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  • Field Notes
  • Erik Parens

Puzzling about Peter Singer

Peter Singer has vastly expanded our moral imaginations with his argument for the moral worth of nonhuman animals. According to part of that argument, a being does not need a human genome to be a person. If beings like gorillas and orangutans have self-awareness-that is, a sense of themselves as a separate object with a past and a future-then they are persons. Notoriously, Singer has also argued that people with the profoundest of cognitive disabilities are not persons: while they have a human genome, they don't have self-awareness. So it was with a mix of admiration, antipathy, and curiosity that I went to hear him speak at a recent conference on cognitive disability and philosophy convened by Eva Kittay and Licia Carlson in New York.

Singer is famous for his commitment to giving reasons unsullied by emotion, but he acknowledged at the conference that his argument against the personhood of infants with profound cognitive disabilities emerges out of his own deep sense of moral outrage. While working in an Australian neonatal intensive care unit in the 1980s, he was mortified to find that some medical professionals were not respecting the expressed wishes of some parents, who wanted to allow their profoundly cognitively impaired infants to die. He came to think that the practice of keeping such infants alive grows out of the false belief that all beings with human genomes have equal worth. Moreover, he came to believe that the notion of all humans having equal worth smuggled in "the implication" that the lives of humans are worth more than the lives of animals.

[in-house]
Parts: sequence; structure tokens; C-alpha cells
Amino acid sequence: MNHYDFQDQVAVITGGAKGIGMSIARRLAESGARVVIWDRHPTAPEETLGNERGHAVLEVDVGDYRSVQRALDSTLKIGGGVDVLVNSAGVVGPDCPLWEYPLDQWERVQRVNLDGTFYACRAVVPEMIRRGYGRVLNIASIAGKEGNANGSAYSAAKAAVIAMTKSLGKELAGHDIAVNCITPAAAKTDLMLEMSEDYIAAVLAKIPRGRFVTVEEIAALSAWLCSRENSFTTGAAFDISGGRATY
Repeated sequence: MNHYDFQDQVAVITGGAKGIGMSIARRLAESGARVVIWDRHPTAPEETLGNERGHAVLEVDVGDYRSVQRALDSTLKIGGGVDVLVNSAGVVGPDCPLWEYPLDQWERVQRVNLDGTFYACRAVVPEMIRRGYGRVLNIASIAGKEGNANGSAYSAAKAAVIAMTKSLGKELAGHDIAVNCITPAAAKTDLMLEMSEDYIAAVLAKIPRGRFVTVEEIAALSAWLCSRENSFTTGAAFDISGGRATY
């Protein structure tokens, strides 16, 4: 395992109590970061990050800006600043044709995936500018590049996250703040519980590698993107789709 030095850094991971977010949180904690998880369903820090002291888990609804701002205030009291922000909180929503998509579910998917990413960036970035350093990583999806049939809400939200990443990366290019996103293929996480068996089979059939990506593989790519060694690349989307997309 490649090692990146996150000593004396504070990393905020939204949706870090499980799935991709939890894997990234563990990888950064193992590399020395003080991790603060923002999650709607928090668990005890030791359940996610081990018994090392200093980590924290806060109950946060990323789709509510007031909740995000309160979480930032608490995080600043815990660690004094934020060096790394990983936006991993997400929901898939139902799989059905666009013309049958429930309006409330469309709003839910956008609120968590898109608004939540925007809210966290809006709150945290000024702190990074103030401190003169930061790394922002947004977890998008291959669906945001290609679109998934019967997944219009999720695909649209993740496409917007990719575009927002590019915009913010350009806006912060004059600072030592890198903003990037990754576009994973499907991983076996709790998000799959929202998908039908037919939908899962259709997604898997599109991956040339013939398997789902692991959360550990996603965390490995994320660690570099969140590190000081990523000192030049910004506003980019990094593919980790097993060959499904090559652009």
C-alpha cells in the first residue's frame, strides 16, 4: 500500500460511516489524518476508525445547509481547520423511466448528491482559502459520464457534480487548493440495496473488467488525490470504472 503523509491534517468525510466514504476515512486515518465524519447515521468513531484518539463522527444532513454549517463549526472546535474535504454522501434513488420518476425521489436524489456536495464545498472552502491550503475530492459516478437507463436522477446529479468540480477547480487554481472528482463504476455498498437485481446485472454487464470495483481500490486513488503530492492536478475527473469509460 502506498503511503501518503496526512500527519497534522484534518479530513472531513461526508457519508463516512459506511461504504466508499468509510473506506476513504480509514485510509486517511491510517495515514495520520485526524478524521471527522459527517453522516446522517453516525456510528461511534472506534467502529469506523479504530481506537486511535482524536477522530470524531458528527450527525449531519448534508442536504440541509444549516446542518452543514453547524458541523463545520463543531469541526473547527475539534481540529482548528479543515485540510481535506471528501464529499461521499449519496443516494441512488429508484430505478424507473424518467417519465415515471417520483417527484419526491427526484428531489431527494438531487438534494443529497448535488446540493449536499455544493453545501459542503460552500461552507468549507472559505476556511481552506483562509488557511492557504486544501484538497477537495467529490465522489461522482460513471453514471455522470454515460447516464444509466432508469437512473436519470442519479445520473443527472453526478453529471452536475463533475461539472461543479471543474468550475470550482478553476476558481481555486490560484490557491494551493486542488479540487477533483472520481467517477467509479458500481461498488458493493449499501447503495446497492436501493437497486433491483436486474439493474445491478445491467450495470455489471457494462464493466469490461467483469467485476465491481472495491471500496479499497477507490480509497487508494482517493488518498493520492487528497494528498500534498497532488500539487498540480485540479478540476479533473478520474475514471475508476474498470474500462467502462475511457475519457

He decided that one way to show that all humans do not enjoy equal worth would be to show that some animals are in fact worth more than some humans. Indeed, at the recent conference, he argued that some animals not only have more self-awareness than profoundly impaired humans, but they also have higher IQs, and thus, more moral worth.

There's considerable appeal in thinking that a single criterion, like the capacity for self-awareness, can capture what we're getting at with a word like person. Just think of abortion opponents, who argue that the fact of fertilization can alone tell us whether a given cell (or organization of cells) is a person. Unfortunately, what single-criterion approaches gain in succinctness they lose in representing the world as it is experienced by potential parents. To more fully understand that world, we need to recognize that potential parents can and do choose whether to enter into a relationship with the being in question (whether the being is an embryo or an infant with pro-found cognitive disabilities).

I share Singer's view that we should respect those potential parents who give truly informed consent to allow their profoundly impaired infants to die. What I find deeply disturbing is the lack of respect for other parents that is implied by his conclusion that the infants they have welcomed into their families lack the moral worth of persons. If parents view their profoundly impaired infant as a person, it is not because they have failed to apply a criterion, but because they have chosen to enter into a relationship.

Thinking about relationships is hardly a panacea. But if we're going to follow the imagination-expanding direction that Singer has set out, we will need more than a single-criterion approach to the moral worth of persons. [End Page c2]

Erik Parens
Senior Research Scholar


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Archived 2012
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